A ritual eagerly anticipated each Spring in south central Texas is the appearance of the bluebonnets for a few short weeks.
Winter in the Texas hill country is dreary. Browns are all around. Scrawny juniper, prickly pear and dried scrub brush is every which way you turn. Then, suddenly, in late March and early April the bluebonnets popup out of nowhere. They lead an invasion of wildflowers that often carpet the unexpected landscape.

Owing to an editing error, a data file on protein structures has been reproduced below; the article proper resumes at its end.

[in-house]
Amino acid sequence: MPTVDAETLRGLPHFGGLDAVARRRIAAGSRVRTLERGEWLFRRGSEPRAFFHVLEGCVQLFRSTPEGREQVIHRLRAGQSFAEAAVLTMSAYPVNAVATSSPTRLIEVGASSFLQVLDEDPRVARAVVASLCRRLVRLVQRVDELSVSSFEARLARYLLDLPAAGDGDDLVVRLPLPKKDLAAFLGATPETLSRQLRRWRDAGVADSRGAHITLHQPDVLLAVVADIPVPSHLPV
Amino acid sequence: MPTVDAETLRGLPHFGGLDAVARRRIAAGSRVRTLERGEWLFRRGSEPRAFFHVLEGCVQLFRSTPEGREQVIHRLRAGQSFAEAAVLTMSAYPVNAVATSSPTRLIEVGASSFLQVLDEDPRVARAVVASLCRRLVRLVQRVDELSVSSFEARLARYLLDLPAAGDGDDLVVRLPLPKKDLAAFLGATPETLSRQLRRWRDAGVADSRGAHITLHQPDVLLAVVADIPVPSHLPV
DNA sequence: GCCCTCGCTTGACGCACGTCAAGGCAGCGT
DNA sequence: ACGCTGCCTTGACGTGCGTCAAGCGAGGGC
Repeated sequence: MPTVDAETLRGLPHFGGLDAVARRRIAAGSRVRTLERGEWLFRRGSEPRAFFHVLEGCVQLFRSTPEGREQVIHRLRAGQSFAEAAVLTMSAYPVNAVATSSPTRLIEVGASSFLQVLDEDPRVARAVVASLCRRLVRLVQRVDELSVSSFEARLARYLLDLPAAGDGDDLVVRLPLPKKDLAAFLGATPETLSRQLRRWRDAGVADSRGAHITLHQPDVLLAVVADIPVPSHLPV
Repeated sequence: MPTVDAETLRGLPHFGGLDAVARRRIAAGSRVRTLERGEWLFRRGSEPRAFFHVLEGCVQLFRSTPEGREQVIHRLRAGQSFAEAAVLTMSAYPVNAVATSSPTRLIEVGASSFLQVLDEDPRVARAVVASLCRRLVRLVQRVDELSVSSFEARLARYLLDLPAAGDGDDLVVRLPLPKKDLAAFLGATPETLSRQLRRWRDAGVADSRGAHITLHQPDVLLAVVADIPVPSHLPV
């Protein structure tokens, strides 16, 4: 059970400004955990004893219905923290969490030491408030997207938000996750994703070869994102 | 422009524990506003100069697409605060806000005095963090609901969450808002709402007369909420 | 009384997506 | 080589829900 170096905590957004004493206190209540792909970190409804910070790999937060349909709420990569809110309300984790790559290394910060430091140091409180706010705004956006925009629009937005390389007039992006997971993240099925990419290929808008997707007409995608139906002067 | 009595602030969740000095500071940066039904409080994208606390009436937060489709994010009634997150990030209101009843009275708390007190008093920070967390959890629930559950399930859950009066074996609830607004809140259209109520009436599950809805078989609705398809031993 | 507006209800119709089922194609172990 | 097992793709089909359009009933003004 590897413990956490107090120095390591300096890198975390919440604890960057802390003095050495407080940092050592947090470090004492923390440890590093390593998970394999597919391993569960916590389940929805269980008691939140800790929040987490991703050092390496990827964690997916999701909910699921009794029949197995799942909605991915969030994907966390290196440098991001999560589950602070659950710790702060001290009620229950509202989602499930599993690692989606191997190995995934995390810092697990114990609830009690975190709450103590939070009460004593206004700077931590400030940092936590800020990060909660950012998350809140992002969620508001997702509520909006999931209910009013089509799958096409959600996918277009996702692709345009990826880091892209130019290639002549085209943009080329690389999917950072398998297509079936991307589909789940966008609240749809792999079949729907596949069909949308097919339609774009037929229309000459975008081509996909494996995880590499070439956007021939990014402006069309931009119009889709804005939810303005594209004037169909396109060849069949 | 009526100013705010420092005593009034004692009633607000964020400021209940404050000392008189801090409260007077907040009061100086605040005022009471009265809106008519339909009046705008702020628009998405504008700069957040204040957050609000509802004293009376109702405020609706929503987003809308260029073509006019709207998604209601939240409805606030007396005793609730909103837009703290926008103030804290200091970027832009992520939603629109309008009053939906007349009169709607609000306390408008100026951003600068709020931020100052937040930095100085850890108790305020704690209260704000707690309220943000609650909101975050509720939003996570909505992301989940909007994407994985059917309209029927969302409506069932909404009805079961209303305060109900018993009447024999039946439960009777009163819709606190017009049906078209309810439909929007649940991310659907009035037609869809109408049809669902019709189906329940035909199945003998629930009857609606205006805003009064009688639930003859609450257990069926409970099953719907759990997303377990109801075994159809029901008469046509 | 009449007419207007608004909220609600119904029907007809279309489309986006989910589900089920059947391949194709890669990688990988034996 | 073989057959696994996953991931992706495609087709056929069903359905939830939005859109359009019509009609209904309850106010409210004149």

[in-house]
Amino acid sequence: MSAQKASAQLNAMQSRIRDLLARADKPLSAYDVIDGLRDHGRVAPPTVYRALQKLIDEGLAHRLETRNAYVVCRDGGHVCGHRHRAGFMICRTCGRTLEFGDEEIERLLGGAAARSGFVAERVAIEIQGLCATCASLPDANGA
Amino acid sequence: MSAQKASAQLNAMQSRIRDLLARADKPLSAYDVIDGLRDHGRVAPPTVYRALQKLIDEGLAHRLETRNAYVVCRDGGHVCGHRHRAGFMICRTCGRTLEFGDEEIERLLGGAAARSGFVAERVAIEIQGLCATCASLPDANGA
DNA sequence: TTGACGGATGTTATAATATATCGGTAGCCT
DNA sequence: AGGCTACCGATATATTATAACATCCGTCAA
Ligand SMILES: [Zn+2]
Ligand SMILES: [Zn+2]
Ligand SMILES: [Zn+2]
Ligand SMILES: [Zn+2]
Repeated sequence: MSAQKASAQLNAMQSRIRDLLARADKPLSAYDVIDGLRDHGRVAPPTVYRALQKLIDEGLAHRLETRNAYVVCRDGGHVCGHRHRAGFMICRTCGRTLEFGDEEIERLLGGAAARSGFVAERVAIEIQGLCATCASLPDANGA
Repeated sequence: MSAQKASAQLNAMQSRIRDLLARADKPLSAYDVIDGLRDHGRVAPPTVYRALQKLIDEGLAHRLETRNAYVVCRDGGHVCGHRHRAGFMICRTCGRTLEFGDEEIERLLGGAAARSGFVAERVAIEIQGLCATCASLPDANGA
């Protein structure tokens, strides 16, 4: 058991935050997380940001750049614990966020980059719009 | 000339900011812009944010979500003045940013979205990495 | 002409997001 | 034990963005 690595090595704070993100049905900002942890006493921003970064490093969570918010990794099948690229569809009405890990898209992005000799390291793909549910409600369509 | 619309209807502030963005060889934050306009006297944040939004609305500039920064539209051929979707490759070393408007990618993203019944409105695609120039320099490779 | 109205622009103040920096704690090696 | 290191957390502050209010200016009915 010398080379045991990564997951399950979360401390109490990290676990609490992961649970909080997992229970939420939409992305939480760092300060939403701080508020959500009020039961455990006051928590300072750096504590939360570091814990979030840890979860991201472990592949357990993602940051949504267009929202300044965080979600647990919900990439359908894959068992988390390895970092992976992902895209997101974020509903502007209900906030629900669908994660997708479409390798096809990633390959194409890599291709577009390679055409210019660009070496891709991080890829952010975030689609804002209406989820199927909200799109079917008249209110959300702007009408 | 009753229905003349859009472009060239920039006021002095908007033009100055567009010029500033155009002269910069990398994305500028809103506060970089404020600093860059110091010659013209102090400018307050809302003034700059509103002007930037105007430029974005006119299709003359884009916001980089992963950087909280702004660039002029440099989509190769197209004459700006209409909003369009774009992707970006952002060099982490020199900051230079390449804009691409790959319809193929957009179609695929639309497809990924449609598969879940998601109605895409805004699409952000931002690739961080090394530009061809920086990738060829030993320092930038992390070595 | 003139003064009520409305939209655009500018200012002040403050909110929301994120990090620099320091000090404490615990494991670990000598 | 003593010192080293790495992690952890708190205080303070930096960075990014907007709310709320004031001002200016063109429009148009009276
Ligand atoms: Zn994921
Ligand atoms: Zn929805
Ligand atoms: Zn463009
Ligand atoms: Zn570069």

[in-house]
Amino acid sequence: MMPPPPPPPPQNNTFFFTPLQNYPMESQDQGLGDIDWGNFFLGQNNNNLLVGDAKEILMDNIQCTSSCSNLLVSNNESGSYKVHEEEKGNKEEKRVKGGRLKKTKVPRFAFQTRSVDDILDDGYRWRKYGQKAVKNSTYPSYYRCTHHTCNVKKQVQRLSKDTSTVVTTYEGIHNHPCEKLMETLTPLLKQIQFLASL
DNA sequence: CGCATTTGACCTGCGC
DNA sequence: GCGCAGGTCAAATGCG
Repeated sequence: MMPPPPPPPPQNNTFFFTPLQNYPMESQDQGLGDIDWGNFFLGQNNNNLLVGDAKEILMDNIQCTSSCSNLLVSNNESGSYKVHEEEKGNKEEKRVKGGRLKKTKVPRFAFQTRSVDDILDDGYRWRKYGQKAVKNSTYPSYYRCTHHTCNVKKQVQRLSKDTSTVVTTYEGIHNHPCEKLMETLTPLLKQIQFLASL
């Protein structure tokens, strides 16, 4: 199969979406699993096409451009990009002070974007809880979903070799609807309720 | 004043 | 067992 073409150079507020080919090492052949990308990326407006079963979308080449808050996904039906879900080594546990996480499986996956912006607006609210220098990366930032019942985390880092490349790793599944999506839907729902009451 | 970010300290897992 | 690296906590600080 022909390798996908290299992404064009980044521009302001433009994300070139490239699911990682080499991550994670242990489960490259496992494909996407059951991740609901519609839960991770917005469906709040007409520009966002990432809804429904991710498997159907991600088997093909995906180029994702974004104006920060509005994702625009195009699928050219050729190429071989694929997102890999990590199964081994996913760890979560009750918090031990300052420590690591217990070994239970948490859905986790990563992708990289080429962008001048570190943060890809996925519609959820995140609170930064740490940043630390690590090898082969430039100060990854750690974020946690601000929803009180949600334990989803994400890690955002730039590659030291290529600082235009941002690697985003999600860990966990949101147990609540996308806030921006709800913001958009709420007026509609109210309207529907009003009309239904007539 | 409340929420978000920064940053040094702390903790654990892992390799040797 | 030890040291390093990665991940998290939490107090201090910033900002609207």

The Texas hill country geologically includes old worn limestone, hidden caves, thin soils and the 2nd largest granite dome in the United States. It has a 10,000 year history of human habitation and is the proud birthplace of the 36th President of the United States, Lyndon Baines Johnson.
Texas bluebonnets (Lupinus texaensis) line the sides of country roads everywhere. It is a variety of lupine. They are endemic to the Texas hill country, but found in Oklahoma, Lousiana and some parts of Florida.
Along with bluebonnets a lot of other wildflowers come sprouting up with them.